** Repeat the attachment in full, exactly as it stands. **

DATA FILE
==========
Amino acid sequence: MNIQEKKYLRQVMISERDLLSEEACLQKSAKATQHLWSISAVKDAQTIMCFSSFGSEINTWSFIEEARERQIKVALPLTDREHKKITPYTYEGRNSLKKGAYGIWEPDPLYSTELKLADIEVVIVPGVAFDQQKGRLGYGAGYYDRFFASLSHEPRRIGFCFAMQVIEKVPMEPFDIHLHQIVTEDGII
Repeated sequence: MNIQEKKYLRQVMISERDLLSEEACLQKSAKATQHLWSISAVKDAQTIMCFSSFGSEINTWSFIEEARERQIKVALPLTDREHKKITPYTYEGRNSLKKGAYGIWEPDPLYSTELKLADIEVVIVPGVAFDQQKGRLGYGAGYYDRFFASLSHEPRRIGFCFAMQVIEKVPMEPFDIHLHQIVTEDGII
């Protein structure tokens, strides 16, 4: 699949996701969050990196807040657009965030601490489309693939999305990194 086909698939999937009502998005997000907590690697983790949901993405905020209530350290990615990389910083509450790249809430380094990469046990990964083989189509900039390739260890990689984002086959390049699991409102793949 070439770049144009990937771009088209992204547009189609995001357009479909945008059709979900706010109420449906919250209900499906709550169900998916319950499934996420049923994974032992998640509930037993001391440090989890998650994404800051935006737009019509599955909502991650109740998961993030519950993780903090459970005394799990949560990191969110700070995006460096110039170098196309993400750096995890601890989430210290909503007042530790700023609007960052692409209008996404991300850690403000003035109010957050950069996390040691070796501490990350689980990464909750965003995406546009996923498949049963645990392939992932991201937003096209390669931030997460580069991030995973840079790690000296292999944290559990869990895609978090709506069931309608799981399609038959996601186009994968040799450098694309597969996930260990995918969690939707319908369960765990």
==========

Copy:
Amino acid sequence: MNIQEKKYLRQVMISERDLLSEEACLQKSAKATQHLWSISAVKDAQTIMCFSSFGSEINTWSFIEEARERQIKVALPLTDREHKKITPYTYEGRNSLKKGAYGIWEPDPLYSTELKLADIEVVIVPGVAFDQQKGRLGYGAGYYDRFFASLSHEPRRIGFCFAMQVIEKVPMEPFDIHLHQIVTEDGII
Repeated sequence: MNIQEKKYLRQVMISERDLLSEEACLQKSAKATQHLWSISAVKDAQTIMCFSSFGSEINTWSFIEEARERQIKVALPLTDREHKKITPYTYEGRNSLKKGAYGIWEPDPLYSTELKLADIEVVIVPGVAFDQQKGRLGYGAGYYDRFFASLSHEPRRIGFCFAMQVIEKVPMEPFDIHLHQIVTEDGII
């Protein structure tokens, strides 16, 4: 699949996701969050990196807040657009965030601490489309693939999305990194 086909698939999937009502998005997000907590690697983790949901993405905020209530350290990615990389910083509450790249809430380094990469046990990964083989189509900039390739260890990689984002086959390049699991409102793949 070439770049144009990937771009088209992204547009189609995001357009479909945008059709979900706010109420449906919250209900499906709550169900998916319950499934996420049923994974032992998640509930037993001391440090989890998650994404800051935006737009019509599955909502991650109740998961993030519950993780903090459970005394799990949560990191969110700070995006460096110039170098196309993400750096995890601890989430210290909503007042530790700023609007960052692409209008996404991300850690403000003035109010957050950069996390040691070796501490990350689980990464909750965003995406546009996923498949049963645990392939992932991201937003096209390669931030997460580069991030995973840079790690000296292999944290559990869990895609978090709506069931309608799981399609038959996601186009994968040799450098694309597969996930260990995918969690939707319908369960765990």